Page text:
Wearing a suit and grinding it out with a nine-to-five, Monday-to-Friday schedule is only for some. Punching your timecard and answering to The Man for eight hours until the glorious moment you punch out for the day is daunting. Doing that day in and day out can certainly take a toll on the psyche and overall morale. Corporate Ladder Brewing asks the question: Why not stick it to The Man?
The Palmetto, Florida-based brewery takes this quite literally, with their rags story turning to riches in just a few short years.
We chatted with the co-founder of Corporate Ladder, one of our most successful Ollie partners, to hear their story of bucking the corporate grind and turning a passion for beer into a growing, award-winning brewery.
(Above photography courtesy of Corporate Ladder Brewing Company)
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What Is the Corporate Ladder Origin Story?
Founded in the spring of 2018 by Blake Kleppe, Corporate Ladder represents Kleppe’s jump from corporate to community.
“Corporate Ladder Brewing Company is the fire inside all of us yearning to break free from the norm, to chase your passion and abandon the nine to five,” the company’s website explains. “Each beer is dedicated to forgetting every cubicle you’ve ever sat in and to every boss who just didn’t quite get it.”
In 2019, Co-Owner James Herrholz joined the culinary-inspired brewery.
“We do a variety of different hazy IPAs using different hops, fruited sours, lagers, stouts,” Herrholz says. “We do different beers across different styles while keeping the finger on the pulse of the market.”
The brewery sits in a 2,400-square-foot building, which includes a taproom and seating in the front of the house, with the back of the house featuring a five-barrel, two-vessel hot side system, a canning line, a ten-barrel Brite, a five-barrel Brite, six ten-barrel fermenters, four five-barrel fermenters, and some cold room storage, Herrholz explains.
Recently, the company did a remodel.
“We lost some seating but gained perceptive space,” Herrholz says, noting the taproom has forty-six seats and couches inside, as well as some outdoor seating. He says there are plans also to add a kitchen to the taproom. “If we can, we will. If not, we will look elsewhere to add one.”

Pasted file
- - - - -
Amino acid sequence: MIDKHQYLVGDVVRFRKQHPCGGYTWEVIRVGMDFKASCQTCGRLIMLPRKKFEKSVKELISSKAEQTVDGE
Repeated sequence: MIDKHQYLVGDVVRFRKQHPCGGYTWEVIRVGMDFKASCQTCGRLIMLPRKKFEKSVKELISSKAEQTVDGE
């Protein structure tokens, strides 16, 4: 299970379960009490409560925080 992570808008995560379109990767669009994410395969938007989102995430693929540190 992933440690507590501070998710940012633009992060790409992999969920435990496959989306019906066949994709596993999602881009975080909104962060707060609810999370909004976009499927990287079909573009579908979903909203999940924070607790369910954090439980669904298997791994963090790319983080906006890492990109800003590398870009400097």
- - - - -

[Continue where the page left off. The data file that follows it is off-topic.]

Where Does the Name ‘Corporate Ladder’ Come From?
“It was an excuse for Blake to run away from the corporate world, where he did insurance and finance,” Herrholz says.
In addition to the remodel at the Palmetto taproom, the company rebranded recently.
“In the early days, the company was hyper-specific to Blake,” Herrholz says. “We changed the tagline [of the company] to be more encompassing.”
Herrholz adds, “Before the rebrand, the tagline was ‘Quit Work. Brew Beer.’ Now the tagline is ‘Defy the Grind. Be Your Own Boss.’”
Herrholz says the new branding effort reflects Corporate Ladder’s goal to move away from the corporate world and to own your own socially responsible place.
“Dream big, pursue passions, while avoiding poor business practices, bad management, poor pay,” Herrholz says. “We wanted to change the norm.”
He adds, “We do that by enabling our team and our customers to see that through our lens with our beers.”
The rebrand coincided with the company’s personnel growth. Herrholz explains how, in the early days, it was just himself and Kleppe doing all the work, and they were stretched thin, limiting themselves.
In 2021, Corporate Ladder brought on a couple of integral parts—“cornerstone pieces,” as Herrholz describes—to the team from Urban South Brewing in Houston. Justin Slanina and Angela Slanina came as a team and essentially ran the back of the house in Florida.
“We vibed with them a lot, and we knew we needed brewing talent to move this [company] forward,” Herrholz says. “We brought them on and gave them time to get acquainted with who we are and let them do what they want based on that.”